Review: Sisters of Mercy by Caroline Overington

Title: Sisters of Mercy

Author: Caroline Overington

Published: Bantam/Random House November 2012

Synopsis: Sisters of Mercy is the haunting story of two sisters – one has vanished, the other is behind bars… Snow Delaney was born a generation and a world away from her sister, Agnes. Until recently, neither even knew of the other’s existence. They came together only for the reading of their father’s will – when Snow discovered, to her horror, that she was not the sole beneficiary of his large estate. Now Snow is in prison and Agnes is missing, disappeared in the eerie red dust that blanketed Sydney from dawn on September 23, 2009. With no other family left, Snow turns to crime journalist Jack Fawcett, protesting her innocence in a series of defiant letters from prison. Has she been unfairly judged? Or will Jack’s own research reveal a story even more shocking than the one Snow wants to tell?

Status: Read on October 21, 2012 {Courtesy Random House Australia}

My Thoughts:

“Some people might be wondering what exactly Snow hoped to gain by writing to me, bit I reckon it was pretty obvious: I’m a reporter, and she wanted to convince people that she’s innocent of everything she’s ever been accused of doing.”

Snow Delaney begins a year long correspondence with journalist Jack Fawcett from her prison cell shortly after being convicted on multiple counts of child abuse. Incensed by what she perceives to be sensationalist reporting on her life in his newspaper feature, ‘The Secrets of Snow’, she offers to tell Jack ‘the facts’, including the truth of what she knows about her missing sister, Agnes Moore.
Through Snow’s letters and Jack’s investigation into her claims, Sisters of Mercy reveals a complex web of lies, deceit, betrayal and the absence of mercy.

Initially it’s tempting to sympathise with Snow who is imprisoned, alone and resolute in her claims of innocence. Snow is a very disconcerting character, she seems rather ordinary but slowly Overington reveals a deeply disturbed woman whose grasp on reality is warped by a distressing lack of humanity. As a trained nurse who is a foster mother and respite carer for severely disabled children she presents as a tirelessly selfless member of the community. The first hint of her true nature comes when Snow discovers the existence of an older sister, Agnes Moore, abandoned as a toddler in wartime England by her parents who were unmarried at the time.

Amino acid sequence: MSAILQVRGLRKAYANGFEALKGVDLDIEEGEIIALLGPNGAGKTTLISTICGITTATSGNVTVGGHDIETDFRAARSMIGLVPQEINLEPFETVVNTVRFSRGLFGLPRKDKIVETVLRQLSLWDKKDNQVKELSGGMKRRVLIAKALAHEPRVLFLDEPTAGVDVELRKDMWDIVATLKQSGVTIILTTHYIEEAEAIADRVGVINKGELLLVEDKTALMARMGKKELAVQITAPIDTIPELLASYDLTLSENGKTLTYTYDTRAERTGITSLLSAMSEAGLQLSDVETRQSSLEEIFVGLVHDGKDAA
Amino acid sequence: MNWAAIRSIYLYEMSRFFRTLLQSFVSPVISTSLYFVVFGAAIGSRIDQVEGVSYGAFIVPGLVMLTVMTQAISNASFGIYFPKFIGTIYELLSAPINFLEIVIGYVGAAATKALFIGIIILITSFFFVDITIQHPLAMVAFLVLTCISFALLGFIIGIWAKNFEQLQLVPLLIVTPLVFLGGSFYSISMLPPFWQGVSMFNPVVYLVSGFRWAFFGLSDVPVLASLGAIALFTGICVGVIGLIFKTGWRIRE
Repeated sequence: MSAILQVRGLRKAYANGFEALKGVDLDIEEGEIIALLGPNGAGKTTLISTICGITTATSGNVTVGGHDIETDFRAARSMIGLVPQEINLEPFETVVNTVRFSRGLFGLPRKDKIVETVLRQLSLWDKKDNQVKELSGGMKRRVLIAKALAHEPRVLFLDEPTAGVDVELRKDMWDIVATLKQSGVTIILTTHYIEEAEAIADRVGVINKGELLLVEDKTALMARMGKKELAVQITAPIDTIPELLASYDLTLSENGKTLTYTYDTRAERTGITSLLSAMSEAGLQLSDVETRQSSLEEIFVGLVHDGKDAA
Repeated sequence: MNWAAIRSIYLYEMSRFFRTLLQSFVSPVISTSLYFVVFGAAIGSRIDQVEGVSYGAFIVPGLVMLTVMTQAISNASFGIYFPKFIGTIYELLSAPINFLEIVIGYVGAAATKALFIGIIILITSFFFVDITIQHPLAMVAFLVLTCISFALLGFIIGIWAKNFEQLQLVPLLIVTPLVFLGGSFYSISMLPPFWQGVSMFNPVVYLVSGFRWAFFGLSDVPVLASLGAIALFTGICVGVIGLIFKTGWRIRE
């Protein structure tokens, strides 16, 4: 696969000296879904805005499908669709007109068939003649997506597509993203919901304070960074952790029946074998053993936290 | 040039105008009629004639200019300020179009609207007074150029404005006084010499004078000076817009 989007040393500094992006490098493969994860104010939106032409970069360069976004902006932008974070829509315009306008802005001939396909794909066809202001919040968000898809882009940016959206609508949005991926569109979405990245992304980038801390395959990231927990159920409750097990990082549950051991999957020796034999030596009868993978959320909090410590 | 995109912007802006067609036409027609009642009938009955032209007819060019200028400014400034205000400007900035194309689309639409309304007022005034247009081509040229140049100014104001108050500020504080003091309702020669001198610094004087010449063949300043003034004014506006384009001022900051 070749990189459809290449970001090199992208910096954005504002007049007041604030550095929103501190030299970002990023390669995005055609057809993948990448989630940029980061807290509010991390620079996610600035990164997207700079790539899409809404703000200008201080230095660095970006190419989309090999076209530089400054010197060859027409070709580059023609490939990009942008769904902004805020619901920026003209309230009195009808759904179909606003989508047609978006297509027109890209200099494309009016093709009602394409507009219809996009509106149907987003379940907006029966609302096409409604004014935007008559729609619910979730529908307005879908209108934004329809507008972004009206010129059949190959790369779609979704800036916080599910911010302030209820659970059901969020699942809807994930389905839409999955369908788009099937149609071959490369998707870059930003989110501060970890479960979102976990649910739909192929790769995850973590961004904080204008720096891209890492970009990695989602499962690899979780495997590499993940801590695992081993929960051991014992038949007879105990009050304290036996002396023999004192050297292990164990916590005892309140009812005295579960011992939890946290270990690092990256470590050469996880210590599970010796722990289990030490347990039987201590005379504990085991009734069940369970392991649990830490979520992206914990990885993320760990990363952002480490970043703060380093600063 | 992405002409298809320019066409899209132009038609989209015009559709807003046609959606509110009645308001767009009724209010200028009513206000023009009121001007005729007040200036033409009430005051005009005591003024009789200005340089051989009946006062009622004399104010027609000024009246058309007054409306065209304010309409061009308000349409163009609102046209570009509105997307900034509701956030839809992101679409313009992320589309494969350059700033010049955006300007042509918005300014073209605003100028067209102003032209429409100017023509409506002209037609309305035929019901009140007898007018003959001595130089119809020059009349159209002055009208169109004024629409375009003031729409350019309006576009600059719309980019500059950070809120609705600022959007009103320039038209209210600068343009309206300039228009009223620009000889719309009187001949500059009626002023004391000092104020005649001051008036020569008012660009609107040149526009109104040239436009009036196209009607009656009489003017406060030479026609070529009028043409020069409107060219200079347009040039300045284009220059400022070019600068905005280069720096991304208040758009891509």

Interestingly, Overington approaches the disappearance of Agnes from an oblique angle where the missing woman is a catalyst for Snow’s story rather than the focus of the plot. It is a little disorientating to expect the novel to develop one way only for it to be twisted into something quite different. It may not appeal to everyone, but the approach is intriguing and revitalises a familiar trope.

What Jack surmises contrasts sharply with Snow’s perceptions and emphasises the ambiguity of ‘truth’ in the absence of incontrovertible evidence. Jack’s narrative serves as a witness of sorts to counter Snow’s impassioned claims of innocence and champion her alleged victims.

Sisters of Mercy is a provocative novel by an accomplished storyteller. I found it to be discomforting yet engaging and I am happy to recommend it.

Read my interview with Caroline Overington HERE and  a chance to win a copy of Sisters of Mercy

Sisters of Mercy is available to purchase

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8 Comments (+add yours?)

  1. Stephanie @ Read in a Single Sitting
    Nov 02, 2012 @ 08:56:31

    I like the fact that this one seems to have a little of a twist. I think I’m demanding that of my fiction at the moment, being as jaded as I am! :)

    Reply

  2. Trackback: AWW Feature and Giveaway: Q & A with Caroline Overington « book'd out
  3. 1girl2manybooks
    Nov 02, 2012 @ 18:19:22

    This one is definitely a must read for me!

    Reply

  4. Elizabeth Lhuede
    Nov 03, 2012 @ 12:26:00

    It’s good to compare responses, Shelleyrae. I’ve just finished this now – like you, I found it very disconcerting.

    Reply

  5. Trackback: What’s troubling about Sisters of Mercy – and why it’s worth reading « Devoted Eclectic
  6. Caroline Overington
    Nov 08, 2012 @ 16:57:40

    Believe me, I’m comparing all the different reader responses, too!
    It seems people are split into two camps: those who were drawn in by the mystery at the heart of Sisters of Mercy (why is Snow in jail? What crime has she supposedly committed?) … and those who are deeply troubled by the evil that lies at the heart of the book.
    I’ve never seen such an even split, in terms of reader response. It’s book lover v book lover, and blogger v blogger! – and I’m grateful for both. Thank you for reading.
    Kind regards,
    Caroline.

    Reply

  7. Sue
    Mar 25, 2014 @ 10:02:53

    So — What did happen to Agnes? Did I miss something?
    Despite this, I enjoyed “Sisters of Mercy”. At first I sympathised with Snow, but towards the end, I hoped she’d rot in prison. The mistreatment of children “in the system” is very topical!

    Reply

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